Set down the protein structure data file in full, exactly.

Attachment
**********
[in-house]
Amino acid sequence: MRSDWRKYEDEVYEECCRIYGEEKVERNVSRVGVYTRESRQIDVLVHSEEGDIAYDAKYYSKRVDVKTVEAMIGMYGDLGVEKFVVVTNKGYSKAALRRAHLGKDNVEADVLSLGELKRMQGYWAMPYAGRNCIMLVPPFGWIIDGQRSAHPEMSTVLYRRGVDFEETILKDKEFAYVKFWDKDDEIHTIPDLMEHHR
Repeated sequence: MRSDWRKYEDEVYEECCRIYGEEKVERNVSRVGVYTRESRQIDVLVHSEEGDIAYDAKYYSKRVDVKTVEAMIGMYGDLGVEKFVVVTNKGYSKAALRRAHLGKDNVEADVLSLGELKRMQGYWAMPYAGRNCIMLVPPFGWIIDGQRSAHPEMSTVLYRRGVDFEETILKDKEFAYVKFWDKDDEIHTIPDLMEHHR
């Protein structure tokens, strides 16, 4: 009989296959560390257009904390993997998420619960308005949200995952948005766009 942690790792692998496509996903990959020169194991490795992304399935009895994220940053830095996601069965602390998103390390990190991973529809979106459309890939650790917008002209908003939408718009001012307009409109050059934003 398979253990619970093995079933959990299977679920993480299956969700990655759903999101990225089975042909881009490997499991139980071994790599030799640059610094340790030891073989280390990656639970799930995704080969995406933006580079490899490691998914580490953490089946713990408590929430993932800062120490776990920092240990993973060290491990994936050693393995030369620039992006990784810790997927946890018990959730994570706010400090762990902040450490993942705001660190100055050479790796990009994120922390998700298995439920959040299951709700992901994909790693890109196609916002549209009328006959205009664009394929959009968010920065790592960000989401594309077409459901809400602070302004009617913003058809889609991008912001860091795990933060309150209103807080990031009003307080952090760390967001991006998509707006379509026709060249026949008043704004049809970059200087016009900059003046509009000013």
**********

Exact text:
[in-house]
Amino acid sequence: MRSDWRKYEDEVYEECCRIYGEEKVERNVSRVGVYTRESRQIDVLVHSEEGDIAYDAKYYSKRVDVKTVEAMIGMYGDLGVEKFVVVTNKGYSKAALRRAHLGKDNVEADVLSLGELKRMQGYWAMPYAGRNCIMLVPPFGWIIDGQRSAHPEMSTVLYRRGVDFEETILKDKEFAYVKFWDKDDEIHTIPDLMEHHR
Repeated sequence: MRSDWRKYEDEVYEECCRIYGEEKVERNVSRVGVYTRESRQIDVLVHSEEGDIAYDAKYYSKRVDVKTVEAMIGMYGDLGVEKFVVVTNKGYSKAALRRAHLGKDNVEADVLSLGELKRMQGYWAMPYAGRNCIMLVPPFGWIIDGQRSAHPEMSTVLYRRGVDFEETILKDKEFAYVKFWDKDDEIHTIPDLMEHHR
């Protein structure tokens, strides 16, 4: 009989296959560390257009904390993997998420619960308005949200995952948005766009 942690790792692998496509996903990959020169194991490795992304399935009895994220940053830095996601069965602390998103390390990190991973529809979106459309890939650790917008002209908003939408718009001012307009409109050059934003 398979253990619970093995079933959990299977679920993480299956969700990655759903999101990225089975042909881009490997499991139980071994790599030799640059610094340790030891073989280390990656639970799930995704080969995406933006580079490899490691998914580490953490089946713990408590929430993932800062120490776990920092240990993973060290491990994936050693393995030369620039992006990784810790997927946890018990959730994570706010400090762990902040450490993942705001660190100055050479790796990009994120922390998700298995439920959040299951709700992901994909790693890109196609916002549209009328006959205009664009394929959009968010920065790592960000989401594309077409459901809400602070302004009617913003058809889609991008912001860091795990933060309150209103807080990031009003307080952090760390967001991006998509707006379509026709060249026949008043704004049809970059200087016009900059003046509009000013």